It’s very expensive to visit New York, even before the theater sticks out its palm for you to cross so lavishly. If you go to a Broadway show, you expect to see transcendence; it had better be better than what your community theater can pull off. Some shows are certainly lesser than others, but they are all of professional caliber, and if you’re not used to that, damn near anything can impress you, especially if it features someone you’ve seen in movies or on tv. I believe that’s where the ubiquitous standing O has come from: visitors from out of town. My latest piece of evidence: I was sitting in a side box for AN AMERICAN IN PARIS a couple weeks ago, so I was able to watch the crowd. The standing ovation that day was definitely led by people in shorts and sandals.

Why should I even care about whether people jump to their feet or not? They’re just being nice, get off their backs! Two reasons. One, as stated above, when it happens every time, the gesture is demeaned: performers will never again be able to earn a legitimate standing O, since they will automatically receive one simply by getting to the end of Act II. Two, I enjoy watching actors take their curtain calls, but unless I stand as well (to my shame, I’ve done it a few times) all I can see is a butt from the previous row. Usually I remain seated anyway. It’s not because I didn’t like the show; it’s because it didn’t deserve a standing ovation!

Here’s how bad it’s gotten. The other night I went down to 59E59, the only off-Broadway theater in rational walking distance from my house, to see a surrealistic farce called BEARS IN SPACE, part of a citywide Irish theatre festival. Delightful show: four young guys using deliberately low-tech theatricality and ratty hand-and-rod puppets, snarky as hell but telling a story that turned out to be very sweet. (One of them was Jack Gleeson, GAME OF THRONES’s sadistic King Joffrey, but in one section he played that notorious imperiousness for laughs.) The audience — couldn’t have been 200 people — were attentive, laughing where they should, etc. They loved the show. (I did too.) The boys wound it up and the applause was vigorous, energetic. As I was joining them in banging my hands together, something was vaguely bothersome. WTF? Finally it struck me. Nobody in the appreciative, giddy audience had risen to their feet! I self-flagellated on the walk home (what, no standing O means you’re missing something, dickweed?) and sat down to write this piece, my first sequel. Dudes and dudettes, standing ovations are WAY WAY WAY too common, but there’s nothing anybody can do. Their function as a meaningful way to communicate back to the stage is all over.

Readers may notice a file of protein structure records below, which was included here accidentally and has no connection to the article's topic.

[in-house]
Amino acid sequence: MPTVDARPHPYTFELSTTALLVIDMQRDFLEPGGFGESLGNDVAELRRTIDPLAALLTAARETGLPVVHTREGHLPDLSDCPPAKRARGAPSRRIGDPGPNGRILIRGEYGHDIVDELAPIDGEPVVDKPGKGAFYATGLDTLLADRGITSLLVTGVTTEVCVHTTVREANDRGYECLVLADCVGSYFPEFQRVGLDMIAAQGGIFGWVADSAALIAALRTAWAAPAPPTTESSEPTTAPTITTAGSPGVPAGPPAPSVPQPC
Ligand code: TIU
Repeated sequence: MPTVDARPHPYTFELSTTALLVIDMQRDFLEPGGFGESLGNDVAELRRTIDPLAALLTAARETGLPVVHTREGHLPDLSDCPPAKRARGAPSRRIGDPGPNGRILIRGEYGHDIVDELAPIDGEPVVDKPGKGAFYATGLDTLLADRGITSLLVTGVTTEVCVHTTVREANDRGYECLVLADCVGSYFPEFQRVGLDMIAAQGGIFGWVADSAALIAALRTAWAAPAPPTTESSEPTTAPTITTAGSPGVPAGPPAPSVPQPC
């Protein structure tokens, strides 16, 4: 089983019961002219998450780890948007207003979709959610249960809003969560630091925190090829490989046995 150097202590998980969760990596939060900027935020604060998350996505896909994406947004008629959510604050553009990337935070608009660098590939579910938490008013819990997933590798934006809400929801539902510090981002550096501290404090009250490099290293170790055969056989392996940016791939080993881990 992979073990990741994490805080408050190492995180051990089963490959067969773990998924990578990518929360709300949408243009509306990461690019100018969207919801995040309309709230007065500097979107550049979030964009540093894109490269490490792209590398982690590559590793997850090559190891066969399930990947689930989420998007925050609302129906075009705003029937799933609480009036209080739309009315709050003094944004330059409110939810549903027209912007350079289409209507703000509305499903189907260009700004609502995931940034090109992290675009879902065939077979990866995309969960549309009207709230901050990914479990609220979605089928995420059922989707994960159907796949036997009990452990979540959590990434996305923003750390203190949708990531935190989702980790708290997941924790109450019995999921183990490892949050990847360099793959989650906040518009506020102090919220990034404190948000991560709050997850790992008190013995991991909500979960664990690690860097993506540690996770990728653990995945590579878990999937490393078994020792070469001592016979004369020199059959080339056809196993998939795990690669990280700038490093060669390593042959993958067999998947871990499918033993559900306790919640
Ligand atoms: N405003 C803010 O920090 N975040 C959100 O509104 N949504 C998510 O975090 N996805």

9/27/16: Last night, at the new production of THE FRONT PAGE (it was that or the Clinton-Trump “debate”), before the inevitable tumultuous standing ovation, came some “sitting ovations,” or entrance applause, for everybody the audience recognized: Jefferson Mays, John Slattery, John Goodman, Robert Morse, Nathan Lane, even Holland Taylor. This show is a trifle, an amusing limited run for holiday-season tourists, slathered with stars, and it did make me laugh a few times. But to the adoring audience, it killed. A standing O was locked in the moment they opened their programs, and every comment I overheard afterward reflected a mind duly blown. But I won’t play the snob card: New York needs their money.